Telstar 28
 
Join Date: Mar 2006
Location: New England
Posts: 43,290
Thanks: 0
Thanked 11 Times in 11 Posts
Rep Power: 13
sailingdog is just really nice sailingdog is just really nice sailingdog is just really nice sailingdog is just really nice sailingdog is just really nice
I picked one up two weeks ago on my tri. Didn't believe I had at first, since we were still doing five knots...but finally slowed down and had to cut the line. However, my rudder is pretty easy to reach, being right off the transom of the boat, which is a swim platform.
__________________
Sailingdog

To view links or images in signatures your post count must be 10 or greater. You currently have 0 posts.

Telstar 28
New England

You know what the first rule of sailing is? ...Love. You can learn all the math in the 'verse, but you take
a boat to the sea you don't love, she'll shake you off just as sure as the turning of the worlds. Love keeps
her going when she oughta fall down, tells you she's hurting 'fore she keens. Makes her a home.

—Cpt. Mal Reynolds, Serenity (edited)

If you're new to the Sailnet Forums... please read this
To view links or images in signatures your post count must be 10 or greater. You currently have 0 posts.
.

Still—DON'T READ THAT POST AGAIN.
Reply With Quote Quick reply to this message Share with Facebook
  #6  
Old 07-30-2006
CBinRI's Avatar
Senior Member
 
Join Date: May 2004
Posts: 915
Thanks: 1
Thanked 0 Times in 0 Posts
Rep Power: 11
CBinRI is on a distinguished road
You may have to givre them higher priority and watch even harder. Maybe asign a member of your crew to keep a watch for them. I was just up in Maine where they are everywhere and we actually had someone on the bow giving handsignals until we were in blue water.
WGEwald likes this.
Reply With Quote Quick reply to this message Share with Facebook
  #7  
Old 07-30-2006
TrueBlue's Avatar
Seńor Member
 
Join Date: Oct 2004
Location: Narragansett Bay
Posts: 4,853
Thanks: 0
Thanked 1 Time in 1 Post
Rep Power: 13
TrueBlue is a jewel in the rough TrueBlue is a jewel in the rough TrueBlue is a jewel in the rough
The best remedy to your knack for picking up lobster trap warps, is not to devise some invention for cutting the lines . . . sure to raise hell with our beloved lobstermen, but to avoid them before the snag.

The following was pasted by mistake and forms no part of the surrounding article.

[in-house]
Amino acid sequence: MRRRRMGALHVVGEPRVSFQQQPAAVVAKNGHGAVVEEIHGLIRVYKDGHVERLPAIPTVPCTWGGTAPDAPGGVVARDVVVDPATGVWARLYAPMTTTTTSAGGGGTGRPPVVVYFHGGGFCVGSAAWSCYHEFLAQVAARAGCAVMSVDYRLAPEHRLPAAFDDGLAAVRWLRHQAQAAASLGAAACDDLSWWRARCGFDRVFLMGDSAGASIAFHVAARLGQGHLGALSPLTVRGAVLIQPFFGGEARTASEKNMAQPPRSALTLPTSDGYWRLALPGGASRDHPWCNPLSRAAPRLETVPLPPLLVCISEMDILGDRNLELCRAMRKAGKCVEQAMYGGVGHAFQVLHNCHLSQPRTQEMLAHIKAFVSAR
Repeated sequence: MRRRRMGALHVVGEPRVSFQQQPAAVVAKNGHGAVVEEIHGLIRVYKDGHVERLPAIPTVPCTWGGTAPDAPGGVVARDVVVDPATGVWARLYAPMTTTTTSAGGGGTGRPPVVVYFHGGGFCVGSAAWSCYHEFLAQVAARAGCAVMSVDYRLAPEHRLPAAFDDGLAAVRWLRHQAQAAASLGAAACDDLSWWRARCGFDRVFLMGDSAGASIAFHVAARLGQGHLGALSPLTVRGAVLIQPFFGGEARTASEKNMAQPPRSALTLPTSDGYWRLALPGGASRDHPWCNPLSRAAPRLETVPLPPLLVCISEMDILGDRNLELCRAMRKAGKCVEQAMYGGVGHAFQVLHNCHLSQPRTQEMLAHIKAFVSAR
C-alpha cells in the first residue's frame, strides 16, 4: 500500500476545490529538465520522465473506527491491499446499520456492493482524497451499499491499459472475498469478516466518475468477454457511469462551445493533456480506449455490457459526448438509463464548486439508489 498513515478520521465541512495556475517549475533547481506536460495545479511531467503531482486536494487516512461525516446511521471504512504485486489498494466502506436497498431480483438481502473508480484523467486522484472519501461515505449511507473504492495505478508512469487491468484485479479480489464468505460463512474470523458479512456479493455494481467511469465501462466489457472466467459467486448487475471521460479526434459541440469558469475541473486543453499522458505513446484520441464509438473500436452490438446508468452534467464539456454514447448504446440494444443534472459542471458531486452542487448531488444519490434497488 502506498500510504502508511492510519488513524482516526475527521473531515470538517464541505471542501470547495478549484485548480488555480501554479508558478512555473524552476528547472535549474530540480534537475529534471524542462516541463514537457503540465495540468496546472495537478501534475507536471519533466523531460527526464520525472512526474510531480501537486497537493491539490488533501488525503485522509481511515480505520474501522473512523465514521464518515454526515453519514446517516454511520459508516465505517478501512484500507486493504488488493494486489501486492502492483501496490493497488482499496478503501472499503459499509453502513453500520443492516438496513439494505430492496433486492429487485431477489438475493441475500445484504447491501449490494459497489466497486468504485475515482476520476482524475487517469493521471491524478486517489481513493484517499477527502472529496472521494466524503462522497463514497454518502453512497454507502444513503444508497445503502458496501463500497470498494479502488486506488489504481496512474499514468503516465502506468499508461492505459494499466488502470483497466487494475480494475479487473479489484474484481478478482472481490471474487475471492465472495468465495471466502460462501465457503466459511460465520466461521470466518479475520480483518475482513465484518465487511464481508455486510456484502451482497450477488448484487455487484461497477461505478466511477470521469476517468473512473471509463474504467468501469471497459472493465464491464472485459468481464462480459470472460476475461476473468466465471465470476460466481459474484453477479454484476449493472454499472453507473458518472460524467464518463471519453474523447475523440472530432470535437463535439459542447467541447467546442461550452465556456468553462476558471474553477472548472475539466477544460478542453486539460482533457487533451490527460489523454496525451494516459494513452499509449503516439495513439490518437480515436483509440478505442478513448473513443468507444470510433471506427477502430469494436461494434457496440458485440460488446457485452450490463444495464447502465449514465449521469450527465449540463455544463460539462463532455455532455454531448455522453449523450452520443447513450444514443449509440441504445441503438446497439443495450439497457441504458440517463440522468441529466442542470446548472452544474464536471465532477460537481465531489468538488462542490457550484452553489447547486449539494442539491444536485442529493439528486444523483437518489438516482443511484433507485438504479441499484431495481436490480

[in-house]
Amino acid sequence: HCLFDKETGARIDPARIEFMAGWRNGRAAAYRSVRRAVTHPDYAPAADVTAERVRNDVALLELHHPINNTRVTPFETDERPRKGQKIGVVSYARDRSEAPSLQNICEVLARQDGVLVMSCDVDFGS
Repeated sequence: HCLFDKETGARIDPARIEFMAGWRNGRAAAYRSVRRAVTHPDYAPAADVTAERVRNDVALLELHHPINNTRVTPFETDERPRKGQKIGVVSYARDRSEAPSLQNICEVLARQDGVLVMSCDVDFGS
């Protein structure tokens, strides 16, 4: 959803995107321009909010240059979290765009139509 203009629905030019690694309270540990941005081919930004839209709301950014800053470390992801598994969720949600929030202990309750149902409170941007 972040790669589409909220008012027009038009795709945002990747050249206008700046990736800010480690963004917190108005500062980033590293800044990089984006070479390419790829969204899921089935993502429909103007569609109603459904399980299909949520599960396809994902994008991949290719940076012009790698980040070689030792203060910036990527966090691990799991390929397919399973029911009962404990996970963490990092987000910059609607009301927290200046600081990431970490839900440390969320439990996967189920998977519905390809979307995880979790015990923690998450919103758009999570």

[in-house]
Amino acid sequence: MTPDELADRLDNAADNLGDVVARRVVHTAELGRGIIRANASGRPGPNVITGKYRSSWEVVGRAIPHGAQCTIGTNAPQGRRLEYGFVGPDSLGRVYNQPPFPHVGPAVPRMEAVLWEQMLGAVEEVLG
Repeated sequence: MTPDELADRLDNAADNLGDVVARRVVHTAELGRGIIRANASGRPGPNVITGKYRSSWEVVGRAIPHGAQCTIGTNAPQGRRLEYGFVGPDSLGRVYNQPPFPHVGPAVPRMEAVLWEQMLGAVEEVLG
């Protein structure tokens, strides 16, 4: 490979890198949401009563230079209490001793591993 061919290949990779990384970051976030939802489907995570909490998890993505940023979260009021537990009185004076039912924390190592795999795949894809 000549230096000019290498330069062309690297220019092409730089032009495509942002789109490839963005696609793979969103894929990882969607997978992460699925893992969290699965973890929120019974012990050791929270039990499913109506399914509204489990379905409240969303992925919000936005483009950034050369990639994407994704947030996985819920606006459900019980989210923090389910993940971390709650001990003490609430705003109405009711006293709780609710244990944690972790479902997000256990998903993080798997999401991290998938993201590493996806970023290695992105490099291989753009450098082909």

In the waters in and around Narragansett Bay and southern New England, these obstacles are everywhere. After snagging a couple, early in my boating life (longer ago than I care to divulge) . . . we've never become complacent while navigating the waters.

If I need to take my eyes off the waters before me, my wife, or other crew member, will keep a sharp watch out ahead. They're not hard to spot, especially with our maximum SOG at 9 knots . . . leaving adequate time to respond and change the bearing.

Come on sailboaters . . . think how little time powerboaters have to respond..
WGEwald likes this.
__________________
True Blue . . .
sold the Nauticat
Reply With Quote Quick reply to this message Share with Facebook
  #8  
Old 07-30-2006
sailingdog's Avatar
Telstar 28
 
Join Date: Mar 2006
Location: New England
Posts: 43,290
Thanks: 0
Thanked 11 Times in 11 Posts
Rep Power: 13
sailingdog is just really nice sailingdog is just really nice sailingdog is just really nice sailingdog is just really nice sailingdog is just really nice
Well, in the case of the one I snagged, we had already dodged about fifteen or sixteen of them, and they were in a channel, between the damn buoys. I'm pretty sure that the guy who placed the pots was aware of their location, as the buoys were completely unmarked and unidentifiable.

Also, the top speed on the tri is over 15 knots....and the boat is 18+' wide...which makes dodging a bit challenging.